Alaska back to the Yukon

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July 31, 2010

In the morning, I finished packing up the bike, thanked James for all the help, and hit the road. It was nice having a day off, but I had a schedule to keep: make it to Las Vegas by August 7 to attend a bachelor party. I started northeast on highway 1 (the Glenn Highway) towards Canada. The first part of the highway leaving Wasilla follows a wide valley, and passes by Glacier View. There's a nice view of the end of a glacier coming out of the mountains.

Once I hit Tok, AK, I started heading southeast to the border. This was the road I had taken in to Alaska, so it was familiar. I'd be riding the same roads again for a while. It rained now and then, but construction zones were less pleasant. Water trucks would often spray the roads so instead of dust, I would get coated with fine mud kicked up by trucks. As I rode the frost-heaved highway across the Yukon, the bike began to develop a problem: my engine would lose power and stumble as I went over the bumps and dips in the road. It was sporadic at first, but gradually worsened. Initially the problem only showed itself at higher speeds and RPMs (at higher speeds, the problem would show itself at lower RPMs), but gradually became more persistent. It died once but I was able to start it back up, and it seemed to go away for a little while. But a little ways down the road, it started again, and after crawling along the side of the highway, I pulled into a lot to check things out.

My instinct about the problem was that because it seemed sensitive to both speed and RPMs, it was fuel related. Maybe some part of the carb, like the floats, was becoming sensitive to the bumps in the road? I really didn't want to mess with the carbs, so I decided to start by looking at the fuel filter. The first thing I noticed was that the caps on the ends were actually loose, and could leak fuel if moved around. After tightening the ends, I packed the bike back up, and to my surprise, it ran fine!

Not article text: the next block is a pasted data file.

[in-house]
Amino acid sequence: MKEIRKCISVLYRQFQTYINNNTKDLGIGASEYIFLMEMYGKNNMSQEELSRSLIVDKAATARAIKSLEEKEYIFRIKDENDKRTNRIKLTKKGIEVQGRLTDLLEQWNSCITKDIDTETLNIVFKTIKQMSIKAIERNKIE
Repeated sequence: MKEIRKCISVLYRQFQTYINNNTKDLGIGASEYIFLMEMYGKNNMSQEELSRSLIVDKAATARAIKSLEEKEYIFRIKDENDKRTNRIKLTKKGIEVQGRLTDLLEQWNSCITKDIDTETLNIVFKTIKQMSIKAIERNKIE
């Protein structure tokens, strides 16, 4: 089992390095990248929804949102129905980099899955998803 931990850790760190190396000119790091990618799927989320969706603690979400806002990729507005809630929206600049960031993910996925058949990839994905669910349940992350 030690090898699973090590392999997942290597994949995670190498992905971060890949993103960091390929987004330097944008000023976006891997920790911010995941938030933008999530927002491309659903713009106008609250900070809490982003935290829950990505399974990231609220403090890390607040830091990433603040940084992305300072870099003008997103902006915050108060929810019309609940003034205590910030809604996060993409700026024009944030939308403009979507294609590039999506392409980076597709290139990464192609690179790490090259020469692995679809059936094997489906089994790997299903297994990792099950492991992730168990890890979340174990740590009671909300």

On down the road, I stopped to get some gas and noticed the ST1300 from Deadhorse parked outside the place. I went inside, and after a little asking around I found the rider on a computer uploading trip pictures. Like me, he had traveled up the Dalton on street tires, and had gone down on that surprisingly slick stretch of road (although the damage to his bike appeared to be minimal). He had stayed in Deadhorse longer than I did, so I asked him if he had seen the guy on the Harley near Coldfoot. If he was talking about the same guy, the guy on the Harley had turned back to Coldfoot, at least for the time being. I wished him luck on the rest of his trip and continued on my way.

Heading northeast on highway 1 Customs into Canada Helmet covered in a mist of mud Bridge
Working on the bike Fuel filter Moto Guzzi Fake RCMP car

I continued on until I reached Whitehorse, YT. My rear tire was low, so I had to air it up; it seemed like I had developed a slow leak somewhere. It was getting late, so after some McDonalds I went looking for a camping spot. I eventually found a short trail that lead up a hill overlooking a highway. I hit a pretty big dip at the start of the path, but the rest of it wasn't too bad. After picking out a spot, I set up camp there and went to sleep.

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